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Android 15 gets satellite messaging, starts foldable cover app support

The Android 15 logo. This is "Android V," if you can't tell from the logo.
Enlarge / The Android 15 logo. This is “Android V,” if you can’t tell from the logo.


Android 15 continues its march toward release with the Android 15 Developer Preview 2. Android 15 won’t be out until around October, but the first preview shipped a month ago. It’s time for another one!

Android’s satellite messaging support has been in the works for about a year now, and it sounds like Android 15 is going to launch the feature for apps. The new OS is including notifications and better status bar indicators for when you’re connected to space. A “NonTerrestrialNetwork” API will let apps know when they’re limited to barely there satellite connectivity. Google says Android 15 will let third-party SMS and MMS applications tap into the satellite connectivity APIs, but enhanced messaging with RCS support will be limited to “preloaded” applications only. It seems incredible that Google doesn’t have public APIs for third-party RCS apps, but here’s your confirmation that Android 15 will continue locking out Play Store apps from RCS.

Android’s PDF support can be all over the place depending on what device you have, so Android 15 is including making some big improvements to the built-in PDF render. First it’s going to end up as a module so it can be updated via the Play Store. Google says this Android 15 version is getting “advanced features such as rendering password-protected files, annotations, form editing, searching, and selection with copy.”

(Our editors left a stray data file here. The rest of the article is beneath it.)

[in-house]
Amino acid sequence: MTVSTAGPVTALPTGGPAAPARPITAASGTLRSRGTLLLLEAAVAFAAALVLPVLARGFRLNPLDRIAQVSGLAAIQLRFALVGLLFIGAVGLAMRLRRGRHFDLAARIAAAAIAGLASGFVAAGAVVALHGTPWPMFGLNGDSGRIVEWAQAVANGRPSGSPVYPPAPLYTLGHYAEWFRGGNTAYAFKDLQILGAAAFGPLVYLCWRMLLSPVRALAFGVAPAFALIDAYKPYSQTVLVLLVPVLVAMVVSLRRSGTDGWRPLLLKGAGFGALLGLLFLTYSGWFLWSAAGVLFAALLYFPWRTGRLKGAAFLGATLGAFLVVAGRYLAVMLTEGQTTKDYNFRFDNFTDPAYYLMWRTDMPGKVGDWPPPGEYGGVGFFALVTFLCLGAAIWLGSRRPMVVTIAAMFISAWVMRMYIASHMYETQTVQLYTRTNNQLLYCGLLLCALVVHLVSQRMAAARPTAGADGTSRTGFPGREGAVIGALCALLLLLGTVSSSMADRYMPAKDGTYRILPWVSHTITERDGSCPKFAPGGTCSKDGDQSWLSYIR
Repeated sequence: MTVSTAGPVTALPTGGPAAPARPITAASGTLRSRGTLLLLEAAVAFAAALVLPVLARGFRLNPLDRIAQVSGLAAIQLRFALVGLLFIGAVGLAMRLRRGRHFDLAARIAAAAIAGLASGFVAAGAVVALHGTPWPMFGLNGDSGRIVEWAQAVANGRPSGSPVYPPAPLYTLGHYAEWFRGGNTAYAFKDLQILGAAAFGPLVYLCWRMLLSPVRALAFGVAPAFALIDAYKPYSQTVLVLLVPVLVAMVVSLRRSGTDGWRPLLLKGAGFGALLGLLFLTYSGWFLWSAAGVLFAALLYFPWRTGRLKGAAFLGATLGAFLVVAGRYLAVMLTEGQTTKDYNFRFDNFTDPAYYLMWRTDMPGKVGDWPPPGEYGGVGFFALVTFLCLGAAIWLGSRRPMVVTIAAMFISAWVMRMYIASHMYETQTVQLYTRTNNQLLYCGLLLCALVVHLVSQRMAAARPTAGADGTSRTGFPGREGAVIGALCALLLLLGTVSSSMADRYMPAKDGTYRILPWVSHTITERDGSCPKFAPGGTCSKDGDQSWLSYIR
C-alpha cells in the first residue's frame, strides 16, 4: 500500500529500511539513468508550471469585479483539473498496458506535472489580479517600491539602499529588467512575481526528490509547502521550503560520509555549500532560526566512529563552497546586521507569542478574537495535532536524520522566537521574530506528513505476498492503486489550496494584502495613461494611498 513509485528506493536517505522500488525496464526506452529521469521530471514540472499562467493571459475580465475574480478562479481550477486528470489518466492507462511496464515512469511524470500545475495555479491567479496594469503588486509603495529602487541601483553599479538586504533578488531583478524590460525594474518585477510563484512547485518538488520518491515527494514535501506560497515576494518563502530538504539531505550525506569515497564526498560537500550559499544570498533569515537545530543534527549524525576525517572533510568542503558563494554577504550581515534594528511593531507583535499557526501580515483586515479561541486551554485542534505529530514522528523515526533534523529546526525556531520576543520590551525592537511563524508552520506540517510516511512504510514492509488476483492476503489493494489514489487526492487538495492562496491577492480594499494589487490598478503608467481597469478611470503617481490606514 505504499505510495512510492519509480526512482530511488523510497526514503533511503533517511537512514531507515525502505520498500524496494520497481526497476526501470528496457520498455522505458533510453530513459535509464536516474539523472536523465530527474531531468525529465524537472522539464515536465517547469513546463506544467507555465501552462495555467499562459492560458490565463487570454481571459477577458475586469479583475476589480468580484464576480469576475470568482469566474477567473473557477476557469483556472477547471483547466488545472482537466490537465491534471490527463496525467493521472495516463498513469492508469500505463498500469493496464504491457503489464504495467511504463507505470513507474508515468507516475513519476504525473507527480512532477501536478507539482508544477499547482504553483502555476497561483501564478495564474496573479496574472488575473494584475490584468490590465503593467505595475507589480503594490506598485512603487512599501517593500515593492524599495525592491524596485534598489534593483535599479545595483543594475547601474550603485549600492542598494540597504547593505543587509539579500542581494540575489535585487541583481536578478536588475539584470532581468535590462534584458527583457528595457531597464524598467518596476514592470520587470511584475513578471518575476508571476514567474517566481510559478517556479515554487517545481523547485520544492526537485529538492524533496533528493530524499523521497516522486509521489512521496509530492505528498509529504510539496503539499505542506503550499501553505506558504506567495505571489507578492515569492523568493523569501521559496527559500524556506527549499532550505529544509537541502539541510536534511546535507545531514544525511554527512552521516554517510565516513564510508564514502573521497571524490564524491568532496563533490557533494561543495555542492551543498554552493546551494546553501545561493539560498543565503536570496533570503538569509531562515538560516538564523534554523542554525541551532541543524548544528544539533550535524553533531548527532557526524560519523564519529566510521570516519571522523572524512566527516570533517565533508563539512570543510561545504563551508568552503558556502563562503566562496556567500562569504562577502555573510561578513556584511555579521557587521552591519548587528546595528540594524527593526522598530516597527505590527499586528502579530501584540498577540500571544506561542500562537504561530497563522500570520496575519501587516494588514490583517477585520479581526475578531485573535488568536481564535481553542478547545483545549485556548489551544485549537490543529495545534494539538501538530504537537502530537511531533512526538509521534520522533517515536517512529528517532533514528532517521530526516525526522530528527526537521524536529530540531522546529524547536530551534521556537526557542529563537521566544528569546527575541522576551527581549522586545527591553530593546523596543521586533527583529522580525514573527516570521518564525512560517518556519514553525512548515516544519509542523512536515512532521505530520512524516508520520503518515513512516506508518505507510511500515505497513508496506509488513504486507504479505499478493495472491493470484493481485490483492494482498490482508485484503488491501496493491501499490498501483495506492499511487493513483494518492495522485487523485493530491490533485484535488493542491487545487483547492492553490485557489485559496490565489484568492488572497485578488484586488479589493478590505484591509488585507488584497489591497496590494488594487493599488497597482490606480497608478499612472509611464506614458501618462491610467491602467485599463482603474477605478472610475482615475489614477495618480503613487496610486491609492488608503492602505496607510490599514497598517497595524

Flip phone-style foldables are upending the Android app ecosystem with tiny little screens that are too small to work with normal Android apps, and Google is trying to do something about them with Android 15. Today devices like the Motorola Razr and Samsung Galaxy Z Flip, with ~3-inch-square front screens, are mostly limited to the packed-in apps.

For now it looks like Google is only standardizing the opt-in flag, with a “cover screen support” property. Google says: “These screens are too small to be considered as compatible targets for Android apps to run on, but your app can opt-in to supporting them, making your app available in more places.” As for how exactly a developer is supposed to support a bunch of proprietary, ultra-tiny screens, it sounds like Google isn’t ready to help with that yet. At some point, Android needs framework, IDE, and Play Store app listing support for cover screens.

The second developer preview is available today for the Pixel 6, 7, 8, Fold, and Pixel Tablet. There’s no beta program yet, so you’ll need to grab a cable and flash it yourself if you’re on the stable Android version. As always, these early releases are just low-level developer-facing additions (we skipped a lot of font and SQL changes). The exciting new features—if there are any—should be announced on May 14 at Google I/O.

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